The decision to approve the plan “unmistakably demonstrates that oil and gas exploration can continue responsibly in deep water,” insisted Michael Bromwich, the director of BOEMRE.
The White House has faced intense pressure to allow the resumption of deepwater drilling in the Gulf from the oil and gas industry, which claims thousands of jobs have already been lost. A moratorium on deepwater drilling, which was imposed in the weeks after the fatal explosion, was lifted a month early. A sharp rise in the oil price in the wake of upheaval in North Africa and the Middle East has only added to those calls for a resumption of drilling.
Shell said that the decision by authorities reflects “Shell’s robust and comprehensive approach to responsible offshore development.”
There are currently 13 exploration other plans that the BOEMRE is reviewing. However, the decision by authorities is likely to cause unease among critics who claim that BP’s spill showed that containing and cleaning up a spill quickly is beyond the ability of the industry.

Fishermen: ‘Pay our fair claims' - WLOX-TV and WLOX.com - The News for South Mississippi

Fishermen: ‘Pay our fair claims' - WLOX-TV and WLOX.com - The News for South Mississippi

Reader comment: Oil industry has done irreparable harm to Louisiana; poor conservatives like it that way | NOLA.com

Reader comment: Oil industry has done irreparable harm to Louisiana; poor conservatives like it that way | NOLA.com

Searching for a new ally for oil spills: An editorial | NOLA.com

Searching for a new ally for oil spills: An editorial | NOLA.com

Monday, March 21, 2011

Rocky Kistner: Oil Spill Reported Near Deepwater Drilling Site in Gulf

Rocky Kistner: Oil Spill Reported Near Deepwater Drilling Site in Gulf

Alabama Attorney General Luther Strange urges BP claims czar to "quit dragging your feet" | al.com

Alabama Attorney General Luther Strange urges BP claims czar to "quit dragging your feet" | al.com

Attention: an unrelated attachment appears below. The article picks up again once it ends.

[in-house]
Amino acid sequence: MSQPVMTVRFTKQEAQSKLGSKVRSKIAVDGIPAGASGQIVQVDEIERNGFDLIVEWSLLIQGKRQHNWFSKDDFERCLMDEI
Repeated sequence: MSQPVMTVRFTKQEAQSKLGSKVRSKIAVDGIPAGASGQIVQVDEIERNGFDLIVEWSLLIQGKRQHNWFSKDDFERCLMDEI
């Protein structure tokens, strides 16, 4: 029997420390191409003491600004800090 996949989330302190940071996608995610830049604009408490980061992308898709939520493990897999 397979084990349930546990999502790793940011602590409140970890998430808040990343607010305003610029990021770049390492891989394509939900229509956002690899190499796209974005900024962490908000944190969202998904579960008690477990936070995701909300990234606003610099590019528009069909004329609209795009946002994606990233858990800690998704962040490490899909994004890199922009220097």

Coast Guard: Gulf Sheen Likely Came From River

  • March 21, 2011 6:45 am
Oil washes ashore at Elmer’s Island Sunday afternoon. The Coast Guard is investigating at least two pollution incidents in waters south of Grand Isle.
GRAND ISLE — Coast Guard officials are investigating at least two pollution incidents in Gulf of Mexico waters south of Grand Isle.
Officials confirmed Sunday that a large sheen was covering as much as 100 miles by six miles of water. Neither is believed related to the Deepwater Horizon oil spill, officials said.
The sheen is believed caused by “a tremendous amount of sediment being carried down the Mississippi River due to high water,” some of it related to recent heavy rains in the Midwest and “possibly further agitated by dredging operations,” Coast Guard officials said. Reports of a sheen in Timbalier Bay, near Grand Isle, Fourchon Beach and Elmer’s Island, are also being investigated and some areas have been boomed off.
Jefferson Parish said Sunday that well south of Grand Isle had released oil for 4-6 hours before being plugged. However, no well fires were reported around Grand Isle, and no injuries were reported.
After completing an aerial survey of the spill with Jefferson Parish President John F. Young Jr. Sunday afternoon, Grand Isle Fire Chief Aubrey Chiasson said they saw patches of “light- to moderate-weathered oil” starting about three miles from the Caminada Pass in the Gulf and stretching out at least five miles.
Lafourche spokesman Brennan Matherne said the parish’s Office of Emergency Preparedness was working with the Coast Guard to track the oil coming to Fourchon Beach.
“It’s not the heavy brown and black oil, it’s just the sheen that hit Fourchon Beach,” Matherne said.
ES&H is handling cleanup on the shorelines.
The Coast Guard said Saturday night that there was a spill of some substance in the Gulf. A sample was taken on Saturday, when their vessel reached the scene, Ranel said.
The National Response Center first received a report of oil at 9:34 a.m. Saturday. The report indicated a two-mile-long rainbow sheen on the surface, according to the NRC’s website. Records show five other reports of oil near Grand Isle followed on Saturday.
Ranel said crews are standing by to clean up the substance once it is identified.
Chiasson said he first heard of the substance Saturday afternoon, after officials started calling him.
“We had a report from a crabber that it’s black oil,” Chiasson said.
The Coast Guard would have gotten to the spill earlier on Saturday, but they were called to a search and rescue case in Lake Borgne, officials said.
Staff Writer Eric Heisig can be reached at 857-2202 or eric.heisig@houmatoday.com. Follow him on Twitter @TerrebonneCrime.

Oily Matter Washing Ashore in Louisiana - WSJ.com

Oily Matter Washing Ashore in Louisiana - WSJ.com

BP Slick: New Gulf Problems. More oil in the fishing grounds!

BP Slick: New Gulf Problems. More oil in the fishing grounds!

AJ video

For all of us living along the Gulf Coast, did you have the worse "sinus infection" of your life this past winter? I sure did. My ears still hurt. Doctor looks at them and sees nothing there causing my ear pain. WHOA, then I came across this video. I am adding a comments box right below this. Please add how you are feeling if you are in any of the Gulf Coast area affected by the BP OILSPILL. Thank you! Leesa